The base materials are what holds up the chair and keeps it rolling around the room, so they need to be made of extremely durable materials that can hold up under pressure. Some of the products listed above use metal, like the Modway Edge Drafting Chair, which is extremely strong and resistant to damage. Plastic is also common, though a bit less durable. It is cheaper to manufacture, so many brands use it to keep the cost of the chair as low as possible. If you choose the plastic models, you’ll need to be a bit more careful with them to ensure they last as long as possible.
Though you won’t notice the weight of the chair while you’re sitting in it, you will definitely feel the difference when you try to move the chair. Even though all the chairs we’ve reviewed are on wheels, they will still roll easier if they are lighter in weight. There is a downside to the lighter chairs, though. When you sit down in them, they could potentially roll backward, so you’ll need to hold onto them to prevent this. A heavier chair, like the Modway Edge Drafting Chair, will be a bit more stable in this area.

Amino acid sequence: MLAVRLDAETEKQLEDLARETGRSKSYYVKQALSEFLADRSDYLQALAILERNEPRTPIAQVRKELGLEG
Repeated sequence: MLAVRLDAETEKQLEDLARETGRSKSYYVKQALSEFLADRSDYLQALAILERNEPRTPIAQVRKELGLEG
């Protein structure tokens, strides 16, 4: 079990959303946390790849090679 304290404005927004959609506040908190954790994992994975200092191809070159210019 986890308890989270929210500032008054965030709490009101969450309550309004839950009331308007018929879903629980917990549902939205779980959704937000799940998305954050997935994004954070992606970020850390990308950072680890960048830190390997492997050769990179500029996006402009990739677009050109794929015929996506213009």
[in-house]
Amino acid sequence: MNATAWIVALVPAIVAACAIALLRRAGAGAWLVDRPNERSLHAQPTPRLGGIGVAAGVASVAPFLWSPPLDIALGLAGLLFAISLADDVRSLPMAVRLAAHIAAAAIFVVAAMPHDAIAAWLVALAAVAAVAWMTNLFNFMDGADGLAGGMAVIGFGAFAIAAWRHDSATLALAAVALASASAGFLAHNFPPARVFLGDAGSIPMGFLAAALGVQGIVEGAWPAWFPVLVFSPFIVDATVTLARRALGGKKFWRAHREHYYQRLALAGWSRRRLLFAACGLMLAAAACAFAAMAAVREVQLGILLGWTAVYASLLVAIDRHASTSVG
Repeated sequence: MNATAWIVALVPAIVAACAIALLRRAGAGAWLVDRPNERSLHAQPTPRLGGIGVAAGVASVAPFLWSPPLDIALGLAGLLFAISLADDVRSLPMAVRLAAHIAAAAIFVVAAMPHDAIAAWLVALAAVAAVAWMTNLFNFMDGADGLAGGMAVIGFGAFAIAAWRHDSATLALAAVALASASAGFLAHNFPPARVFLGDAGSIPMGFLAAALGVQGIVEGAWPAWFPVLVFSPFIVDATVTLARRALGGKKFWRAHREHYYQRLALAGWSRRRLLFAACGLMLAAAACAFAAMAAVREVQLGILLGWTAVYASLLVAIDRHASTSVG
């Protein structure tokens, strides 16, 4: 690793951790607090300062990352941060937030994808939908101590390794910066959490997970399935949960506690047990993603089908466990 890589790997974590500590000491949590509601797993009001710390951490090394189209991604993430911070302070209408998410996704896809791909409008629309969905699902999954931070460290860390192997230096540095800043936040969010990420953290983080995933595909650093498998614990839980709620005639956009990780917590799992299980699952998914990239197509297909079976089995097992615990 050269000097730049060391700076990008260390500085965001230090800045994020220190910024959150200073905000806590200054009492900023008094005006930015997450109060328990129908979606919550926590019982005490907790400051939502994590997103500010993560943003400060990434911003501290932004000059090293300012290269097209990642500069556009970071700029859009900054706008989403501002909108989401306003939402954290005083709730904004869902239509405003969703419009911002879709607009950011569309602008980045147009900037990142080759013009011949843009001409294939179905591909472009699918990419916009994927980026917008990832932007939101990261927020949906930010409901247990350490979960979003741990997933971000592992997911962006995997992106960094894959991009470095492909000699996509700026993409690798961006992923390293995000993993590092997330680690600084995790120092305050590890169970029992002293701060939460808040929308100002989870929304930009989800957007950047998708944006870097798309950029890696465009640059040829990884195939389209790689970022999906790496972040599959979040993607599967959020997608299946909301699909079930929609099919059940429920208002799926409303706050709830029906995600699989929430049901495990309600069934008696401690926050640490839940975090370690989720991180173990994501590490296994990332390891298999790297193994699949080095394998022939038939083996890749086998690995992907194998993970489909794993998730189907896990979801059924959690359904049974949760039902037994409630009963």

Though you want your chair, or any other piece of furniture you buy, to last forever, there could be issues you aren’t expecting. To ensure that any manufacturer defects aren’t going to cost you an arm and a leg to repair, you’ll need a decent warranty to cover these types of issues.
Some products have better warranties than others, though. For instance, the AmazonBasics Low-Back Computer Chair has a one-year limited warranty, which is pretty good, especially if your chair shows any issues early in its use. The Boss Office Products B220-FCRM chair goes well beyond that, though, with a six-year limited warranty. This guarantees that almost any problem you have with your chair will be covered by the company.